Anonymous said...

It has to be sabotage. A big step up from the protests so far.

Anonymous said...

While it is prudent to await the outcome of the investigations into the incident, I was taken aback when the pictures came up of the two upended tower feet. Clean bolt holes, no obvious sign of tearing of the plates or remnants of bolts hanging in the holes. It would seem from this that the nuts would not have been in place (and we are talking huge nuts) at the time of the upending of the tower. So, the assumption might be that someone has removed them all at once, be it a prior sabotage or part of what the maintenance crew were in process of doing. Whatever, it vindicated us buying a standby generator and a few extension cables several years ago, that has hitherto sat in the garage unused. It started first time, so we are ready for the next tower toppling .....

Anonymous said...

At the time of the incident, the other line was out for maintenance and had to be hurriedly put back into service. This must mean that those working on the tower that fell over were working on a tower with live circuits on it. As they were only at ground level they were not in danger from the live conductors but it does raise the question as to if any work should be done on towers with live circuits on them. I wonder if Transpower rules allow this.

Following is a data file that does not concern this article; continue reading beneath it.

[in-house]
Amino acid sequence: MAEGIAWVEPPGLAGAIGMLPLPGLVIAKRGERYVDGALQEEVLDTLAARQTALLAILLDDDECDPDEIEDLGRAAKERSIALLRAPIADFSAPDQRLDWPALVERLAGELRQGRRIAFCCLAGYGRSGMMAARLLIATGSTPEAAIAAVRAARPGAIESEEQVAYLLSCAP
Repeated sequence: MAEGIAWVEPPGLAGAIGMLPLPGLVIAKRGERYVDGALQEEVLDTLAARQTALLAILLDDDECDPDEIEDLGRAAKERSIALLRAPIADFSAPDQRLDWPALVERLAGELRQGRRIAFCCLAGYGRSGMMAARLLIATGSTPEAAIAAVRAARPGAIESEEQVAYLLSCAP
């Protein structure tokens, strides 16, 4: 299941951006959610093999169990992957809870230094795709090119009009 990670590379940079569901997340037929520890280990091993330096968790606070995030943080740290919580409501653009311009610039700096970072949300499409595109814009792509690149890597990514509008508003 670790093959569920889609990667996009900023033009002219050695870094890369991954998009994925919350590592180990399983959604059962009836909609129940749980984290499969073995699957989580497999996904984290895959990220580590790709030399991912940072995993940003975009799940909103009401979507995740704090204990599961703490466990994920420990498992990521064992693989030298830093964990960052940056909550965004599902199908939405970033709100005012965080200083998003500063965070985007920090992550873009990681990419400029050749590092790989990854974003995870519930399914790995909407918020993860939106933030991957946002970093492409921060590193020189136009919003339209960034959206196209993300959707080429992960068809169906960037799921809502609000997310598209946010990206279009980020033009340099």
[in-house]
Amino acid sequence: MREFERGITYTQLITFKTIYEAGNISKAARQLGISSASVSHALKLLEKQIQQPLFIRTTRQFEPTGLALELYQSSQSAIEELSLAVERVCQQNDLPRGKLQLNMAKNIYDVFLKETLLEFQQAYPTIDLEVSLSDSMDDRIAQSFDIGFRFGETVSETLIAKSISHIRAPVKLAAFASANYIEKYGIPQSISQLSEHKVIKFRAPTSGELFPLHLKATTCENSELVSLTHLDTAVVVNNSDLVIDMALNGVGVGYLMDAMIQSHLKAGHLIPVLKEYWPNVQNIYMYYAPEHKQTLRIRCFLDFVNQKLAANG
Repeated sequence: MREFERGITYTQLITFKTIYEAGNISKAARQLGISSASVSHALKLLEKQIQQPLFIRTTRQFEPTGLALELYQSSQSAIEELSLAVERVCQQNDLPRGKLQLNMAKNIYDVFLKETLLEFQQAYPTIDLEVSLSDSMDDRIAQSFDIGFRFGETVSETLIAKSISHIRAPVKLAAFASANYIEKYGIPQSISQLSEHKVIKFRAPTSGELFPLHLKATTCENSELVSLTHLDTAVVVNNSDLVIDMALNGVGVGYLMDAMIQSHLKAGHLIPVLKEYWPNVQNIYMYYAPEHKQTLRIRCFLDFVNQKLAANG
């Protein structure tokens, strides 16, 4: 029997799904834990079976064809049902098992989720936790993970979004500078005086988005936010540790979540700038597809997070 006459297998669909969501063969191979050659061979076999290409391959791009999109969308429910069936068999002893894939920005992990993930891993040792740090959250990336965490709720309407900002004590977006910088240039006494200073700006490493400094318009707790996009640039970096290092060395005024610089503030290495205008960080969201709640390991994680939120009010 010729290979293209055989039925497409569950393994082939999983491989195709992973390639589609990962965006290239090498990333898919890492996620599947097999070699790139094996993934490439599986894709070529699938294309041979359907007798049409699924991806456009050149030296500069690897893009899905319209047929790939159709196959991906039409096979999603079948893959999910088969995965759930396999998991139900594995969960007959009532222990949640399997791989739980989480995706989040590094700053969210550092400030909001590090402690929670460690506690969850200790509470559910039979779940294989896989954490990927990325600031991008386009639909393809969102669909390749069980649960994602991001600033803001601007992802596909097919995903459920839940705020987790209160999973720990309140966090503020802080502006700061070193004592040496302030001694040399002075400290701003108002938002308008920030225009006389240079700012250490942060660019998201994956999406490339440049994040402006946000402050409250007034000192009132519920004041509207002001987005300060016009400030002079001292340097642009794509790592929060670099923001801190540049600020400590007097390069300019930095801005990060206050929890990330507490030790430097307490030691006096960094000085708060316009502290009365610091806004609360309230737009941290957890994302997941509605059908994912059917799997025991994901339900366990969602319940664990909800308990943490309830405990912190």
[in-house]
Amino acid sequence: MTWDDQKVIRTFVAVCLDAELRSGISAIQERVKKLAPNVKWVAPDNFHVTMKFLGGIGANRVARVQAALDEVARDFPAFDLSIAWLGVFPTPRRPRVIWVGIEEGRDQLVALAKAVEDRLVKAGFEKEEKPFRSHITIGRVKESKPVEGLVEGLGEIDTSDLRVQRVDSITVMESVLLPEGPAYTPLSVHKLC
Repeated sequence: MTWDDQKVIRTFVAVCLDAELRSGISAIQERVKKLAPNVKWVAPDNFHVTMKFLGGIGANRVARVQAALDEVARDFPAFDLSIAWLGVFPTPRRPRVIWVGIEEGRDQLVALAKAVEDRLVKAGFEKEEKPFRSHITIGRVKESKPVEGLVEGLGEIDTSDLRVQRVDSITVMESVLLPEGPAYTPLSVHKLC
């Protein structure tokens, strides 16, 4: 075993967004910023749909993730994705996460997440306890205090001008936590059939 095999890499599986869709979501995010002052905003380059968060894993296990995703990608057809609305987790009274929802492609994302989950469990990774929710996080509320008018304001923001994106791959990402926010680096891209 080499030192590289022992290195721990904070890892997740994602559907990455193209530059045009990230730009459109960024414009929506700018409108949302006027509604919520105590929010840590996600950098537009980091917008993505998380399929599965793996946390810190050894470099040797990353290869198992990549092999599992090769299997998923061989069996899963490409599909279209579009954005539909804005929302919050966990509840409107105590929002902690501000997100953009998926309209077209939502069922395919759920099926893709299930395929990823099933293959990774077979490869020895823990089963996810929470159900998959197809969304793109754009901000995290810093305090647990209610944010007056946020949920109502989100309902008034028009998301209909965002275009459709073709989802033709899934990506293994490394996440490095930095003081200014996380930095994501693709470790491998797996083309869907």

One thing's for sure, removing all of the nuts as the same time, and worse on two legs, instead changing them one at a time is a monumental stuff-up.

robert Arthur said...

Forty or more years ago there was a spectacular fauilure of a new line under sonstruction near Makara, Wellington. One tower failed and a row of went down like dominos.